Nappies are something that I have noticed have improved tremendously in twenty years. In the 1980s they were quite new and after the first pee the filling would go all wet and soggy and disintegrate quite quicky but with modern ones the wetness seems to completely disappear and babies skin stays nice and dry. Another improvement is the fastening straps which I am pleased to see seem to be 100% reliable. They did’nt use to be and I can remember getting really cross when they use to tear off or refuse to stick, usually because of a microscopic grain of talculm powder or the tiniest smear of sudocrem. When this happened I was naturally reluctant to waste the nappy and would resort to sticking them together with sellotape or old fashioned nappy pins. You don’t seem to have to do that anymore and despite the fact that 400,000 tonnes of used disposable nappies are sent to landfill every year, which isn’t very good for the environment, they really are a brilliant improvement on the old terry nappies that we used when Sally was first born.

Later we went to Springfields and Molly sat patiently while Sally shopped and I took charge of the push chair. Molly liked being around people and sat looking cute and fishing for compliments and entertaining other shoppers with the occasional smile or odd raspberry. Actually, I got the biggest compliment when a nice old lady asked if I was the father. I really liked that lady especially after I explained that I was the grandad and she said that I didn’t look old enough. Some people are just so nice.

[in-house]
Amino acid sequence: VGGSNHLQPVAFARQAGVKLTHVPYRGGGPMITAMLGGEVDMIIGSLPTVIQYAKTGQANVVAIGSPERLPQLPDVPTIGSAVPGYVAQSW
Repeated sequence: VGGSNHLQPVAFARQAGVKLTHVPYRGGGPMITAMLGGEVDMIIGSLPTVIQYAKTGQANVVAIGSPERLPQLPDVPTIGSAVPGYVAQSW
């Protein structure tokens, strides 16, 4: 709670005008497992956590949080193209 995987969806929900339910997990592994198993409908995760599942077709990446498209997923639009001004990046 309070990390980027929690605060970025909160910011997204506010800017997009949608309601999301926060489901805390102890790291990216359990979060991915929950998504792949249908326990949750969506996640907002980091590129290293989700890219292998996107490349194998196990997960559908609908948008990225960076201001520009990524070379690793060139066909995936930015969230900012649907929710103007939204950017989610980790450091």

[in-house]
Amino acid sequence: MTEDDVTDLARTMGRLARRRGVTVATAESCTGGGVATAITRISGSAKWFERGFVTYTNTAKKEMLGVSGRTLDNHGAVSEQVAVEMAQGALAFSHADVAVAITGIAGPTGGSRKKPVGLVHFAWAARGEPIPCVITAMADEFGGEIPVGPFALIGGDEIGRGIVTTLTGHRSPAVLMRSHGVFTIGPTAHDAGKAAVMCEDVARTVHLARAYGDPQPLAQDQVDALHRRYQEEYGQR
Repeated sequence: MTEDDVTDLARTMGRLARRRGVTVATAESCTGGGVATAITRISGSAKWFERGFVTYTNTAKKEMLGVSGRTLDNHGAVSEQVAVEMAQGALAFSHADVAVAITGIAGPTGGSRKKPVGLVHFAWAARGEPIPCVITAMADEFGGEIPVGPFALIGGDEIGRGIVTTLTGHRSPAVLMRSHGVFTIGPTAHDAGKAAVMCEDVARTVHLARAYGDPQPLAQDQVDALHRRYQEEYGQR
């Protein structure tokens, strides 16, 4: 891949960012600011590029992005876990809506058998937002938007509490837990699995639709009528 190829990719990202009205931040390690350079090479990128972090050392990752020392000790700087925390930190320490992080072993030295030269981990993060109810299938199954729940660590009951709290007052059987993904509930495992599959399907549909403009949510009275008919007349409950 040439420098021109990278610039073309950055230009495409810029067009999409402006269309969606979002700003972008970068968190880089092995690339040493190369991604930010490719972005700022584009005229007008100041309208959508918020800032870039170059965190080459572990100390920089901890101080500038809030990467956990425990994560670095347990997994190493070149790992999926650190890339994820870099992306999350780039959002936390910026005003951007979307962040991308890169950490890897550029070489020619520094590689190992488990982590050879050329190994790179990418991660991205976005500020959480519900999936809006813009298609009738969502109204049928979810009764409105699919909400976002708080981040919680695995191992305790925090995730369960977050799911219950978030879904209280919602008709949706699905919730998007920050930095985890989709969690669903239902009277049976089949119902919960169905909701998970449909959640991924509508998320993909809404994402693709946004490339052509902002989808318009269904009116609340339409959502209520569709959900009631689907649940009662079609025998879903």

It was typical Easter weather, cold and grey, and that meant that there was little point going out for the afternoon so we spent the rest of the day back at home and Molly sat with us and joined in the conversation and we entertained her with baby games and an episode of the Night Garden. She was tired by seven o’clock and had another early night and then woke early the next morning. After a flurry of breakfast and getting dressed activity she was gone as Sally took her home and I missed her and it took me all of the rest of the day to get used to a return to normal in a house that suddenly seemed abnormly empty and as quiet as an empty cathedral without her.


Sandra said...

Hi Andrew,

Your Molly is such a sweetheart, I just can`t wait for my new grandaughter to be born, hopefully any day now.

Things have certainly changed since we were children in the fifties and still some since our own children were born. personally I didn`t mind terry nappies at all though I don`t think they were particularly comfortable for the baby. I wouldn`t have minded today`s diposable nappies as they are so user-friendly, mind you there is the big problem of actually getting rid of them!

Love Sandra x

John said...

Sounds like you hada great time with your Grand daughter.Those moments are so precious.And then the quiet house returns.Sometimes thats a good thing and somethings you get to really missing them
Take care